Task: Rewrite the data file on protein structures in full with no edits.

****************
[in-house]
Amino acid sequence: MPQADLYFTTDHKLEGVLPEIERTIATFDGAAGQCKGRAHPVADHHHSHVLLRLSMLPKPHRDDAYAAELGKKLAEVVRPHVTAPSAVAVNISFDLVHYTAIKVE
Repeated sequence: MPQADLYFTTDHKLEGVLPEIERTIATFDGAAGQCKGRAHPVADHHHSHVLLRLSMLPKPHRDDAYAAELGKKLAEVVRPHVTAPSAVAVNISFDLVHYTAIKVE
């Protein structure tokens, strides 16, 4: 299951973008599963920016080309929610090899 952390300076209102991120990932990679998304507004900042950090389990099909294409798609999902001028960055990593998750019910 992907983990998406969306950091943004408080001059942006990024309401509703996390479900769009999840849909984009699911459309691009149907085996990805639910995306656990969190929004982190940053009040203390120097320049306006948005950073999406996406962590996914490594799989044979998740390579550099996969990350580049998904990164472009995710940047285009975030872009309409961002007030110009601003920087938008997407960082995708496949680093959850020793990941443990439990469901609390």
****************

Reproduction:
[in-house]
Amino acid sequence: MPQADLYFTTDHKLEGVLPEIERTIATFDGAAGQCKGRAHPVADHHHSHVLLRLSMLPKPHRDDAYAAELGKKLAEVVRPHVTAPSAVAVNISFDLVHYTAIKVE
Repeated sequence: MPQADLYFTTDHKLEGVLPEIERTIATFDGAAGQCKGRAHPVADHHHSHVLLRLSMLPKPHRDDAYAAELGKKLAEVVRPHVTAPSAVAVNISFDLVHYTAIKVE
């Protein structure tokens, strides 16, 4: 299951973008599963920016080309929610090899 952390300076209102991120990932990679998304507004900042950090389990099909294409798609999902001028960055990593998750019910 992907983990998406969306950091943004408080001059942006990024309401509703996390479900769009999840849909984009699911459309691009149907085996990805639910995306656990969190929004982190940053009040203390120097320049306006948005950073999406996406962590996914490594799989044979998740390579550099996969990350580049998904990164472009995710940047285009975030872009309409961002007030110009601003920087938008997407960082995708496949680093959850020793990941443990439990469901609390």